Jimmy Jack (not his real name) is not a science nerd, and while I have not spoken to him directly or been on his property, other preppers gave a clear look into his personality while keeping his location secret. They describe him as slight of build, in his mid-60s, and, except for the weather lines on his face, able to pass for someone two decades younger. Like most doomsday preppers, Jimmy lives in an undisclosed location, which in his case means somewhere 40-some miles east of downtown San Diego in the recesses of the Cleveland National Forest. His bunker is clean, comfortable, and constructed almost entirely of rebar-reinforced concrete. They say he has enough guns and ammunition to conquer a tiny country, a deep well he dug himself, a solar generator he built from scratch and scraps, several sets of military-grade binoculars, some night vision goggles, and a rugged off-road vehicle that, by their description, Batman would envy.
Jeycob Carlson says “I keep thinking about building a bunker, storing a year’s worth of food and having a bunch of guns and ammunition, but I have four kids and all these items keep getting moved further and further down the list.”
Mr. Jack occupies the property with his wife and two homeschooled pre-teen daughters. Everyone in the family knows how to grow, trap, or shoot their own food with a rifle or a bow. Apparently, the girls, 9 and 12, are basically typical teenagers in some ways — with desires for cool clothes, play dates, and iPhones. While this puts them at odds with their parents, the family is united in its two main goals—survival and being left alone. To that end, the Jack home is camouflaged to appear like just another moldy old trailer set back from a country road. Apparently, Jimmy himself is ex-military, and his wife and children are all crack shots. The family’s greatest communal fear is that the government will one day overstep its bounds and force them into what Jimmy terms “societal slavery,” something he believes is already happening as “the masses exist in lock-step with the CIA-controlled entertainment industry.” I am told he ends nearly every sentence with the words, “Better to die on your feet than live on your knees.”
Who’s laughing now?
“I am preparing for a worldwide pandemic; those who are prepared will survive. Those who are not will die.” These are the words of Donna Nash, recorded before February 28, 2012, when she starred on the National Geographic channel’s Doomsday Preppers. Seems prophetic now, but eight years ago, it sounded close to the fringe. As the current pandemic continues, masks and gloves are commonplace everywhere, but at the time of the Nat Geo filming, when she and her family wore such garb, they looked mighty strange.
Bil Zelman is an urban dweller and one of the nation’s top photographers. On video projects, he often collaborates with top-level filmmaker Jeycob Carlson. Zelman and Carlson work in a non-essential industry, and by their own admission are minor-league preppers. Zelman is what I would describe as passionate and peaceful by nature. He leans liberal politically, and so is an unlikely gun owner and hunter. Still, he uses a high-powered hunting rifle to take down his share of meat, elk being his most recent successful target. According to Zelman, “I’m a prepper, but so is anyone with a 401K. I’m not a doomsday prepper, because I don’t think it’s necessary or even possible to prepare for everything that could happen. To me, it only makes sense, however, to have extra water, gasoline, and some cash on hand in case of emergency.” Zelman keeps 50 pounds of dried beans, a water purifier, and 30 gallons of gasoline at the ready.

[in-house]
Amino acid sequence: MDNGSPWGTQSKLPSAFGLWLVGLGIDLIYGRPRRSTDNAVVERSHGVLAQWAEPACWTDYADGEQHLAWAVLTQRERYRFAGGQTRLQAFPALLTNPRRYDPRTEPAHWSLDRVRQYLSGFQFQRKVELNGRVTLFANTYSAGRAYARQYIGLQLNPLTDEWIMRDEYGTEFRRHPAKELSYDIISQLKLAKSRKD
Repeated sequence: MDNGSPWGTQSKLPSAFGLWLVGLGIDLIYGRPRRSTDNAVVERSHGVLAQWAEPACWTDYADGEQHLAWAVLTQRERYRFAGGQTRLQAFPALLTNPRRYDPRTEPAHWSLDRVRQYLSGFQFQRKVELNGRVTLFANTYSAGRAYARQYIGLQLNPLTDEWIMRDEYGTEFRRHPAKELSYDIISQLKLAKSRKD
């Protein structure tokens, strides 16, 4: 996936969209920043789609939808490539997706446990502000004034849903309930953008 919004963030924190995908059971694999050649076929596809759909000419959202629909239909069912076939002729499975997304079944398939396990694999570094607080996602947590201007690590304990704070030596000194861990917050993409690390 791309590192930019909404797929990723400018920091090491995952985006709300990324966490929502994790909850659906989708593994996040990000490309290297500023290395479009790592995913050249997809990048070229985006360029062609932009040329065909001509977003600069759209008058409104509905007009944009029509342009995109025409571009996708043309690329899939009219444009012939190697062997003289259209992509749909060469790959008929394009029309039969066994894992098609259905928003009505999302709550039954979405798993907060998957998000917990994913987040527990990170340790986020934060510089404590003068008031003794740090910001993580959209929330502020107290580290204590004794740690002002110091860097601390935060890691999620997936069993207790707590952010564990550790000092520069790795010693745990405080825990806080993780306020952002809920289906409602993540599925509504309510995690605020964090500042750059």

Bil and his wife Megan keep their Land Rover packed with provisions for the good life, something they enjoyed for a month of what could be described as a prepper vacation on the Colorado River after the coronavirus was announced.
Jeycob Carlson tends more toward the a libertarian-leaning side of the political spectrum and is probably a more serious, albeit less prepared prepper than Zelman. According to Carlson, “I keep thinking about building a bunker, storing a year’s worth of food and having a bunch of guns and ammunition, but I have four kids and all these items keep getting moved further and further down the list.” Still, like Zelman, Carlson is better prepared than most, with a few months’ worth of food for his young family to devour, just in case.
“They can have my gun when they take it from my cold, dead hand.” — Popular 1980s bumper sticker.
It seems that few true preppers live without some sort of firearm. I recently visited Oceanside’s Firearms Unknown, where I handled a 9-millimeter and a .22 pistol. I was leaning toward the .22, since it seemed less threatening than the 9-millimeter. But according to Unknown’s media manager, Demetrius Karras, “For home protection, the nine-millimeter is a better choice.” He didn’t say so, but it was implied that a complete novice like me would not be very accurate and that the 9-millimeter would help compensate for my assumed bad aim. As I cuddled the pistol once again, the words of pacifist John Lennon’s song “Happiness is a Warm Gun” rang true in my ears. The gun provided a certain amount of comfort, and therefore happiness. I nonetheless resisted its pull and returned it to the case it came in.